The shelter houses mostly boys, and as of May 22, it held 4,632 minors: 3,873 boys and 759 girls. Reason reported details on a recent training session for federal employees. The program’s trainer said interactions between the teens, as well as staff and minors, were inappropriate:

“We have already caught staff with minors inappropriately. Is that OK with you guys? I hope not. We have also caught minors with minors, which is, you know—we’ve got teenagers in this shelter. What’s happening with teenagers? Hormones, raging out of control. It’s important that we maintain safety and vigilance.”

The children are kept in tents that hold about 1,000 people with small cots to sleep on. The trainer explained the conditions:

“I’ve been into one dorm, one time, and I was like, yeah, I’m not going back there. They’re filthy. They’re dirty. There’s food on the floor. There’s wet spots all over the place. The beds are dirty. I don’t know what’s going on or who’s responsible for ensuring that the dorms need to be clean, but we all need to be responsible for telling the minors to clean up after themselves.”

As recently as May 13, the Department of Health and Human Services (HHS) had planned to host up to 5,000 migrant minors under the age of 12, but on May 24, the department’s secretary, Xavier Becerra, told reporters that those plans had changed. “We do not intend to house tender age children – children under the age of 12 – at the Fort Bliss facility,” he said. “We only have kids who are 12 to 17 at the Fort Bliss facility.”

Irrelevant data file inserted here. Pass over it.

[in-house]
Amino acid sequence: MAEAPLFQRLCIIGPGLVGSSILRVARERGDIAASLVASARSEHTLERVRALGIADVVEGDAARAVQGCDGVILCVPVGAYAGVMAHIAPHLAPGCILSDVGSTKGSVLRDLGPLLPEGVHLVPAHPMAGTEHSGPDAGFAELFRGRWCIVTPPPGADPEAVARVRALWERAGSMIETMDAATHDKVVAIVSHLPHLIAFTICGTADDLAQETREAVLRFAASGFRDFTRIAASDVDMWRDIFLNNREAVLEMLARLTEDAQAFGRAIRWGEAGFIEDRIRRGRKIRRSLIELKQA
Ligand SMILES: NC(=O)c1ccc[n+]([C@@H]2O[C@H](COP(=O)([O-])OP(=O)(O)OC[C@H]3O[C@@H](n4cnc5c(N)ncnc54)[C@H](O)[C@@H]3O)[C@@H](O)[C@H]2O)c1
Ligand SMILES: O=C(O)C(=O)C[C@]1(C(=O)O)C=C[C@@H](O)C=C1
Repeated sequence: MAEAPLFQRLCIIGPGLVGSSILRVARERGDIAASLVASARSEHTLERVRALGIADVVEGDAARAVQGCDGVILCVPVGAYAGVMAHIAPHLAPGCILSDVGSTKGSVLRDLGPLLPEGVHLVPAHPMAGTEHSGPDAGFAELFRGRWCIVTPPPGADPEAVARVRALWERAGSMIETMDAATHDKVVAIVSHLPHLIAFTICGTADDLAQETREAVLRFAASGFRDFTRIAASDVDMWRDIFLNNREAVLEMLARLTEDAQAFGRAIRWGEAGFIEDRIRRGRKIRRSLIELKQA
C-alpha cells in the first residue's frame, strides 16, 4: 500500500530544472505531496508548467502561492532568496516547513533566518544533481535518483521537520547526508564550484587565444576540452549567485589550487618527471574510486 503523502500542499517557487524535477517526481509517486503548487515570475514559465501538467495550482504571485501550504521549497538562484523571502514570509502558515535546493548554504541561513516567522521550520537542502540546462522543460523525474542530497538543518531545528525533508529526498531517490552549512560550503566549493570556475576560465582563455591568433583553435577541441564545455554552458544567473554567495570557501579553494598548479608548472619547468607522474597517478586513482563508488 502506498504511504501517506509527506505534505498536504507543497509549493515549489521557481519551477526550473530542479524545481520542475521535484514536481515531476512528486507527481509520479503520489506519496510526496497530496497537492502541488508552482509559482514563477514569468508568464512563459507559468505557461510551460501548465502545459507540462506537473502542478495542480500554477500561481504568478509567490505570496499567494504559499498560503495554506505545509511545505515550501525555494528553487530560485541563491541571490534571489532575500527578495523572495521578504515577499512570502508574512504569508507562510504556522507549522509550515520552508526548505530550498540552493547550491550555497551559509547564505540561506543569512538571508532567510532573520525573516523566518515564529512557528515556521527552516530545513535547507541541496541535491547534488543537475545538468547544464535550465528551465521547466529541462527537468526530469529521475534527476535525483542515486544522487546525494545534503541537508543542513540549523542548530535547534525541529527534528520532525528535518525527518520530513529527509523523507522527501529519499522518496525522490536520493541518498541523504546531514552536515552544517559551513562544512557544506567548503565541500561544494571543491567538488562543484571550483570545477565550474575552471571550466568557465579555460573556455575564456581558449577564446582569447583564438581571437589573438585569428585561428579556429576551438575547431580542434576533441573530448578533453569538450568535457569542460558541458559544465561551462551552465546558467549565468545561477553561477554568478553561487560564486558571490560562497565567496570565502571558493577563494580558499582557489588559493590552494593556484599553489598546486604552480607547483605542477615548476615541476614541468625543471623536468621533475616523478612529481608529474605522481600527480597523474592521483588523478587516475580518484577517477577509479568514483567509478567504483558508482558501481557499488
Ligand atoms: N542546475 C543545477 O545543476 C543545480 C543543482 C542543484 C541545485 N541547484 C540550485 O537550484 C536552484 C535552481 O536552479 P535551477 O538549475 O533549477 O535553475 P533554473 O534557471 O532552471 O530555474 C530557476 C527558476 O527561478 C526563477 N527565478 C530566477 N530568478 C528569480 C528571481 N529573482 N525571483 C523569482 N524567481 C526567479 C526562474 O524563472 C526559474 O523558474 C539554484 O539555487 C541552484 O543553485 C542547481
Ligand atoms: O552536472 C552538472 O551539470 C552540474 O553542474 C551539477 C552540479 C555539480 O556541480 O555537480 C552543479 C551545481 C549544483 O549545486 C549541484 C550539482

The facility can house up to 10,000 children; however, one alarming factor, according to officials, is that, unlike traditional HHS shelters, this base and some other emergency shelters are not licensed by state authorities to care for children. CBS News received data that showed nearly 600 minors had been held at the Texas facility for 40 days, and even longer, as of earlier this month.

Leecia Welch, senior director of the legal advocacy and child welfare practice at the National Center for Youth Law, met with several minors in various facilities. She compared their conditions to those in the tent city in Tornillo, TX, under the Trump administration, which had been criticized for being located on desert land outside El Paso. It housed more than 2,800 children and teenagers in 2019. “But Fort Bliss is much worse in every respect,” Welch charged. “It goes against everything we know about the proper care and treatment of traumatized children.”

A Look Inside Detention Centers for Immigrant Minors